Kenya has signed a historic deal with the European Union (EU) which will grant the country duty-free access to the enormous market.
On Tuesday, the European Commission, the European Union's (EU) trade negotiator stated that it had approved Kenya's proposal to establish a trade pact with the foreign power and forwarded it to the European Council.
Following this development, Kenya will become the only East African Community (EAC) member state to establish a pact with the second richest continent in the world by Gross Domestic Product (GDP).
Despite this being a huge win for Kenya, other East African countries have accused Kenya of betrayal and going against the bloc's Customs Union and the Common Market Protocol
According to data published by the European Union, EU is Kenya's second largest trading partner, and is most important export market. Total trade between the EU and Kenya reached Ksh512.6 billion (€3.3 billion) in 2022, representing an increase of 27% compared to 2018.
With the approval of the EPA, the amount is expected to increase further and hit Ksh1 trillion in the coming years.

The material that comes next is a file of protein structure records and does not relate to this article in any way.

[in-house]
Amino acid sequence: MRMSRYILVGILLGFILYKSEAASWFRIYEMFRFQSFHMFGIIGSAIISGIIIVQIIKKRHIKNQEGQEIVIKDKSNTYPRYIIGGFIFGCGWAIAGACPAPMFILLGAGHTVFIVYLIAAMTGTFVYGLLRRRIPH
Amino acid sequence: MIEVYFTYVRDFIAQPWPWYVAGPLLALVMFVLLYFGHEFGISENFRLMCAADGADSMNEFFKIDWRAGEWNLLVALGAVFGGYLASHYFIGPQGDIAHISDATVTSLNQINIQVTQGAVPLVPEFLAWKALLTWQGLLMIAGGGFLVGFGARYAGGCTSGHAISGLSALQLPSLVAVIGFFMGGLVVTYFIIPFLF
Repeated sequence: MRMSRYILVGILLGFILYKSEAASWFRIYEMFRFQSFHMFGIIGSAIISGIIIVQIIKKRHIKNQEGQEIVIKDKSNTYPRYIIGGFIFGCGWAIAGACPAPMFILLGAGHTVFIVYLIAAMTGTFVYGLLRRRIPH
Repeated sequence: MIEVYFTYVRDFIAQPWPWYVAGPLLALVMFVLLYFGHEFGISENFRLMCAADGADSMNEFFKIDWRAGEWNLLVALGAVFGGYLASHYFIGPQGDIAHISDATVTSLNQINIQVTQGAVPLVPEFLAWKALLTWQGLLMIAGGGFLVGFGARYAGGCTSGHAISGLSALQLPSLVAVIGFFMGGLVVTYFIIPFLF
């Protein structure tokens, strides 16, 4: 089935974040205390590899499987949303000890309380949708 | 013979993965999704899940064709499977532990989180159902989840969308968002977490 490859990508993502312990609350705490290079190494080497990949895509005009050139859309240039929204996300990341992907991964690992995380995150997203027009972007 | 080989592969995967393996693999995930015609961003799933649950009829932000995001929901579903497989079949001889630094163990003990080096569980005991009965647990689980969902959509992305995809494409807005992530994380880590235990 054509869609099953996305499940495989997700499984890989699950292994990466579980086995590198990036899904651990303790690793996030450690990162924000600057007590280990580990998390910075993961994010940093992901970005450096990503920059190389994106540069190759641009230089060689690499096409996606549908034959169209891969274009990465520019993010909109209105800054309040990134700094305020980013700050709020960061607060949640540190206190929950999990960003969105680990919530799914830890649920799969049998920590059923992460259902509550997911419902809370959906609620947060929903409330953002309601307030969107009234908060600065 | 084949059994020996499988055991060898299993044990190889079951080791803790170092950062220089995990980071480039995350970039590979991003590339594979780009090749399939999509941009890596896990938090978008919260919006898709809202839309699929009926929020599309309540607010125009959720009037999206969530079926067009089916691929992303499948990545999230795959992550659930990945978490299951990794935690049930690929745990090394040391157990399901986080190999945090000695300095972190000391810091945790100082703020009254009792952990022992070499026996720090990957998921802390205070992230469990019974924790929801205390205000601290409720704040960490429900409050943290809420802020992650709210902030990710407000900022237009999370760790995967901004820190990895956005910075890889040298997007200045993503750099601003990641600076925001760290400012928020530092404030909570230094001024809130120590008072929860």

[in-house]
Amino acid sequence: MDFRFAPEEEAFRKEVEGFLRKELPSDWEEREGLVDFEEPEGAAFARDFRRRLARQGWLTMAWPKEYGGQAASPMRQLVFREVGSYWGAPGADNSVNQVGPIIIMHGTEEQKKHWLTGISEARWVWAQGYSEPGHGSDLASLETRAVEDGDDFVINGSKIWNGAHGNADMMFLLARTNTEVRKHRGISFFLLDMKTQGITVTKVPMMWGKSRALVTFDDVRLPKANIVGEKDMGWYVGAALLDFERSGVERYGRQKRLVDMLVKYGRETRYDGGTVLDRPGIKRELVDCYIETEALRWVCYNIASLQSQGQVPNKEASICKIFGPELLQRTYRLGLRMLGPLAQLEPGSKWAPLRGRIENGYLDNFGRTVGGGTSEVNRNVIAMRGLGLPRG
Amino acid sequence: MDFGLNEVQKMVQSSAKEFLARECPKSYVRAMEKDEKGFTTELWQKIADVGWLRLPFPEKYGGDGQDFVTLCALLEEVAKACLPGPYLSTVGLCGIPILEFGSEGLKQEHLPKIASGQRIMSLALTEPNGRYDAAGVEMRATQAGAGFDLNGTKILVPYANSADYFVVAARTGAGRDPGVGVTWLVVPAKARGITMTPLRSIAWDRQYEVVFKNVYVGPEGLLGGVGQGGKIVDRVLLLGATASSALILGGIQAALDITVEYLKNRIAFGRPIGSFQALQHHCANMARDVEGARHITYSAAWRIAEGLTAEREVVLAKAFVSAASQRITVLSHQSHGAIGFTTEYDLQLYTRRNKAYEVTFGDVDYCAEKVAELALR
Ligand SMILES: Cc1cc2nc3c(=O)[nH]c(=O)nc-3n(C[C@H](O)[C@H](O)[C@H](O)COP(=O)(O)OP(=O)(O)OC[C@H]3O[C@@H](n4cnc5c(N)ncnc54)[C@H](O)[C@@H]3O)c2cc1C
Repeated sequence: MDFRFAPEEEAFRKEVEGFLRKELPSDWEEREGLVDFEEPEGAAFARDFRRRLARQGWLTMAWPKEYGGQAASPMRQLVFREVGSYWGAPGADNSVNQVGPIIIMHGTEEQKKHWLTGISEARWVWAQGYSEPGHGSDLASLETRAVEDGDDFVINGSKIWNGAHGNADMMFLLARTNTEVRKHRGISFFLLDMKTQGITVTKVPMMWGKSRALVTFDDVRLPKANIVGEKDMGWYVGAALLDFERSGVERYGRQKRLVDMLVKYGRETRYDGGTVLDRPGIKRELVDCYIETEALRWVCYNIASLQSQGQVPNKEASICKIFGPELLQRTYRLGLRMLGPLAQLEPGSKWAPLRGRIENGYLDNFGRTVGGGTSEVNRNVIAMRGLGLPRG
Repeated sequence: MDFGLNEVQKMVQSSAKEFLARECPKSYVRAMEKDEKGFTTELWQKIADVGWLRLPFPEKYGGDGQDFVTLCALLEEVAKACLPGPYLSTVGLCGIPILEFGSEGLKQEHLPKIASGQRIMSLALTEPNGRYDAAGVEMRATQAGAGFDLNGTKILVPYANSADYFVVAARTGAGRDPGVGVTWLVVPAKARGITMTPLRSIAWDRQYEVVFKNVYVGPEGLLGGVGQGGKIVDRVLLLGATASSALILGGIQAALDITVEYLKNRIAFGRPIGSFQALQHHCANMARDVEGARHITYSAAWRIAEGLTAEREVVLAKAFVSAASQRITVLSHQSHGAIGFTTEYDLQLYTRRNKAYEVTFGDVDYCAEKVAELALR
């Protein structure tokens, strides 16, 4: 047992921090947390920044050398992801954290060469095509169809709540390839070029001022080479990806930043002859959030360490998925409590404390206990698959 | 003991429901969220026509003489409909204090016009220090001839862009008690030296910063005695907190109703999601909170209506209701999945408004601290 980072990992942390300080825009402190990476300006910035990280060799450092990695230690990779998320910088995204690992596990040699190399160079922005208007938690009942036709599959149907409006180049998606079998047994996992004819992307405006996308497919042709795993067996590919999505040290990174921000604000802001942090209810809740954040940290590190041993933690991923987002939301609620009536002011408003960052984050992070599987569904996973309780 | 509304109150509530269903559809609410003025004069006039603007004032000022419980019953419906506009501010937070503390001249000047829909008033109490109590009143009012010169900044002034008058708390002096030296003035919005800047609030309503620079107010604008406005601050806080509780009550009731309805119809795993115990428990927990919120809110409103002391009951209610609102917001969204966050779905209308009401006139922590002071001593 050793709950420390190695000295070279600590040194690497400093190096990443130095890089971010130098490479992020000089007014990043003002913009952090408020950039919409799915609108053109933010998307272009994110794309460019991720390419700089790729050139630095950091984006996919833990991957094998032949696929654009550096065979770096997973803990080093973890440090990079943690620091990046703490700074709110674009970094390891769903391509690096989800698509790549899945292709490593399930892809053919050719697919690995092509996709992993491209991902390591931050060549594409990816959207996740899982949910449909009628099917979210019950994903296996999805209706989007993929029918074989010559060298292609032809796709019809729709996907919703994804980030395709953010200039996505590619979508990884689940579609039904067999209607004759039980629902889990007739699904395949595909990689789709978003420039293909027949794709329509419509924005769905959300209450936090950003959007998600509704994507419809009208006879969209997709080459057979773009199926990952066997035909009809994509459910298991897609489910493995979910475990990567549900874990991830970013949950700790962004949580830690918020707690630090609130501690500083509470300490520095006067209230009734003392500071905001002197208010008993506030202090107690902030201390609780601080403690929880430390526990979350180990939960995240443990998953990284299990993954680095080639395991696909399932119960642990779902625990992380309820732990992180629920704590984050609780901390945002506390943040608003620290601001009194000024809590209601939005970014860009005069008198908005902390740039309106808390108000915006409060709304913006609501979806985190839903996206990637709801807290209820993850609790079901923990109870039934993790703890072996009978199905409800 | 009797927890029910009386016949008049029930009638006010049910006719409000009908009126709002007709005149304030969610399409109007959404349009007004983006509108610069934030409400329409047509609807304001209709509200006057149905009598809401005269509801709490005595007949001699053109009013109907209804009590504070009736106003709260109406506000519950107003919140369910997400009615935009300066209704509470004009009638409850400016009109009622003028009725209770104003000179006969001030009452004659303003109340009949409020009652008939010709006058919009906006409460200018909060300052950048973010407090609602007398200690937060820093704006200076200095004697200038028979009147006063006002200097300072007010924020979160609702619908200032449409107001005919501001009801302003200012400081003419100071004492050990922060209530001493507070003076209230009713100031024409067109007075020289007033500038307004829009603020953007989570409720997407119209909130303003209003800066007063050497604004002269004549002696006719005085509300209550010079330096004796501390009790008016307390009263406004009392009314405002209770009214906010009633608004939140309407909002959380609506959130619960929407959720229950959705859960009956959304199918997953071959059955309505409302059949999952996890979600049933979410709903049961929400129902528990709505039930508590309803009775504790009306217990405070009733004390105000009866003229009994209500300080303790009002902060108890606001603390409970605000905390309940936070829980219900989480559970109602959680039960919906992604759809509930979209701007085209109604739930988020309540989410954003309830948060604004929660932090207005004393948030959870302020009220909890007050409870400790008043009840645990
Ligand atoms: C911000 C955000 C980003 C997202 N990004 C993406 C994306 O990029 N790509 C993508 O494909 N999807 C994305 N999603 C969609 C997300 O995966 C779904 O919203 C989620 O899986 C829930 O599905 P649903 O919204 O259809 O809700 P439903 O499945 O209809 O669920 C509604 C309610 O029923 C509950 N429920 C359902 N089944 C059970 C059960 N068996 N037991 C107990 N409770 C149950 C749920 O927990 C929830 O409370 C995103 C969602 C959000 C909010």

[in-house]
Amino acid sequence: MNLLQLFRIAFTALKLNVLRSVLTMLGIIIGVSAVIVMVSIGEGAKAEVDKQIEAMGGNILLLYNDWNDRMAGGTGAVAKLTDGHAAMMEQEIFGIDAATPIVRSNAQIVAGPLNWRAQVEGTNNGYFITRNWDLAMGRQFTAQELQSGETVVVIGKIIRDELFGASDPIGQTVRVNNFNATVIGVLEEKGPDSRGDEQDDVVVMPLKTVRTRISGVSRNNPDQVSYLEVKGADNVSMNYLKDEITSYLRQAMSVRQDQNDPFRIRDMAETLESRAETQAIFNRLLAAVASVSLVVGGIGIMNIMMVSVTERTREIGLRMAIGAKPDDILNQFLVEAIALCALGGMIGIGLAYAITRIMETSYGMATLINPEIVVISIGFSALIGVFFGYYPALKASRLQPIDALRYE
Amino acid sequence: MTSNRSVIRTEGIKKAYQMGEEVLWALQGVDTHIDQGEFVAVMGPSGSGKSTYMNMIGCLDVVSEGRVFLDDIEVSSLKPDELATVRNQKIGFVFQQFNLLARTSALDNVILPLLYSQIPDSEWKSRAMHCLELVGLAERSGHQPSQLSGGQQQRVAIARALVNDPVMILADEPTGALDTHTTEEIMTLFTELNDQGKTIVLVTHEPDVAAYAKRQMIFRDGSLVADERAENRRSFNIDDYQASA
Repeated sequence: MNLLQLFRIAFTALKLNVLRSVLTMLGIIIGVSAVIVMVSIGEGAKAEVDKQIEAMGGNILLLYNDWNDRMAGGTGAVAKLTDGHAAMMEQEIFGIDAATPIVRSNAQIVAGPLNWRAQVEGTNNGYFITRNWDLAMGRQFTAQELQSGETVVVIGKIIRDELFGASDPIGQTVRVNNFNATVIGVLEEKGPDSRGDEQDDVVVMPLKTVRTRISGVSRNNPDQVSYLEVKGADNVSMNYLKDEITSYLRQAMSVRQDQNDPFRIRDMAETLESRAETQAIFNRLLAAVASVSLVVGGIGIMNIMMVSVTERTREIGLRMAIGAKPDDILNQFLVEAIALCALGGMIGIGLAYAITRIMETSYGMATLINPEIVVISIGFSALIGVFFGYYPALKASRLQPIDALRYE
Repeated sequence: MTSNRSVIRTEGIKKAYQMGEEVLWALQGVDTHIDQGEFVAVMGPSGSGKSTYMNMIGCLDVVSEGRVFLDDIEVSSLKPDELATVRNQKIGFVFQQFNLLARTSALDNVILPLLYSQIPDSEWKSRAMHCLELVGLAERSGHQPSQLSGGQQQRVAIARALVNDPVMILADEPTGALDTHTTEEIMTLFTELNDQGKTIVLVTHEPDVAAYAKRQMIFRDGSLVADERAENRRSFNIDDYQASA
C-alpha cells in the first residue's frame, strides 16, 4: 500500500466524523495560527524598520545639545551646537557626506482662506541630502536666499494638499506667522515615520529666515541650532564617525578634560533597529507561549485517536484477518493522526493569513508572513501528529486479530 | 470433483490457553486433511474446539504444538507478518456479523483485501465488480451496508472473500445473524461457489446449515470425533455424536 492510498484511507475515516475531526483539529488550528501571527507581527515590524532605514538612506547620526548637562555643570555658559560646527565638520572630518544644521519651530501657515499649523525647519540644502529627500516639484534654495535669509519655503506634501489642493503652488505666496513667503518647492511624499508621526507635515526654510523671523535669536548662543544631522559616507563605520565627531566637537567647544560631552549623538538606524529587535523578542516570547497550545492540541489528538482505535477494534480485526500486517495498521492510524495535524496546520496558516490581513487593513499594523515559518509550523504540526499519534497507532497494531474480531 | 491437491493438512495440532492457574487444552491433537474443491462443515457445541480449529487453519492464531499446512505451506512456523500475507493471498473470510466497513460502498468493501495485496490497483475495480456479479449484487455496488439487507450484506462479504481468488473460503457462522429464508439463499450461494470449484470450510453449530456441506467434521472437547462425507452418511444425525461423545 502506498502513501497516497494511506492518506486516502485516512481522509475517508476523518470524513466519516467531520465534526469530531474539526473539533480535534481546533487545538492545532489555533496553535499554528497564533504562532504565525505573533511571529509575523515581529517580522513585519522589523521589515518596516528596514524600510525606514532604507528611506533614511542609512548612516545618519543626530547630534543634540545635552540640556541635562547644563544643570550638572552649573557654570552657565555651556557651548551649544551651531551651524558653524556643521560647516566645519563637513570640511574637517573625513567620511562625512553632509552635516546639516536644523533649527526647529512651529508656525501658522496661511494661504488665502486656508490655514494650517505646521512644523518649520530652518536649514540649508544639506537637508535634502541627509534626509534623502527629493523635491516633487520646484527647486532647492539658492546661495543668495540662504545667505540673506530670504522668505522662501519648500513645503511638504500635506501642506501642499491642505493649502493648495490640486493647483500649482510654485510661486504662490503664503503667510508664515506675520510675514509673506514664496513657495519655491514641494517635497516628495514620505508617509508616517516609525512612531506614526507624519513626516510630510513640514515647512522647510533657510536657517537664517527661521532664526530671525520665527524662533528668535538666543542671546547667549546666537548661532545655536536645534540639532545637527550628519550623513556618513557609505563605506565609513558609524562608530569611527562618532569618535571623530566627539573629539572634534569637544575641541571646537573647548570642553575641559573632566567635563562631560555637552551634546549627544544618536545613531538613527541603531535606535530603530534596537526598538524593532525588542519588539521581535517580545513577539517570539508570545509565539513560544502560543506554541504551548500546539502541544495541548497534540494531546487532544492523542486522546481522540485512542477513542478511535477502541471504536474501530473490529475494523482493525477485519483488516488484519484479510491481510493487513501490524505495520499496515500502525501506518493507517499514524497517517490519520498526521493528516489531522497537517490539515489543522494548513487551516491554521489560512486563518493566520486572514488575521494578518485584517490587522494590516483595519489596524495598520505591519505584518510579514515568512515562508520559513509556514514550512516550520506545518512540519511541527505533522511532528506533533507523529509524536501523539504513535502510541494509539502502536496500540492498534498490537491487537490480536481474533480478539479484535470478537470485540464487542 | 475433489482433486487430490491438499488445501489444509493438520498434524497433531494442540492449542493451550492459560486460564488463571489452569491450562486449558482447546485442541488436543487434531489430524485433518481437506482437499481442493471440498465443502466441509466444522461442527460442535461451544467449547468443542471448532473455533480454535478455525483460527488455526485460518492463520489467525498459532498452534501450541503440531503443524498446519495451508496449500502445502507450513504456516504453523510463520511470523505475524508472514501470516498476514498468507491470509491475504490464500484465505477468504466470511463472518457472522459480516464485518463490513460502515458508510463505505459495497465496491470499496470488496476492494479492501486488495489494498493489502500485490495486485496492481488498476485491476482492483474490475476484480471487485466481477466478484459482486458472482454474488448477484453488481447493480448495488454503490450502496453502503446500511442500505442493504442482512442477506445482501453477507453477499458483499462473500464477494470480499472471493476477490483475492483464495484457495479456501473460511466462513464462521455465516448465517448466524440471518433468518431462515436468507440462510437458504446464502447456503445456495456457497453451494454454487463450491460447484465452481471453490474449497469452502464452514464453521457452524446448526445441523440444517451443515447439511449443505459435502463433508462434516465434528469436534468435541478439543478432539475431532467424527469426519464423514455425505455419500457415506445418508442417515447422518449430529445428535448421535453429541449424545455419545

Some of the products that will be exported to the European Union without quota restrictions include; vegetables, fruits, tea, coffee, and flowers.
The deal will come into effect starting January 2024 after the expiry of an existing one formulated before Brexit.
Why EAC Member States Feel Betrayed
EAC countries have an existing agreement facilitating the free flow of goods between member states. Other EAC countries feel the EU deal will give Kenya an unfair advantage.
This is because it will lead to the free flow of European goods to all EAC countries through Kenya.
Kenya decided to pursue an individual deal with the European Union after EAC countries determined that EPA would hurt local industries.
Additionally, Kenya decided to go solo after it became the only East African Country to be classified as a non-Least Developed Country (LDC).
This meant that Kenya could not get preferential trade agreements offered by the EU to LDCs.
Feeling betrayed, Burundi, Rwanda, Uganda and Tanzania started negotiating a parallel trade deal with the EU that will encompass the other 6 countries.
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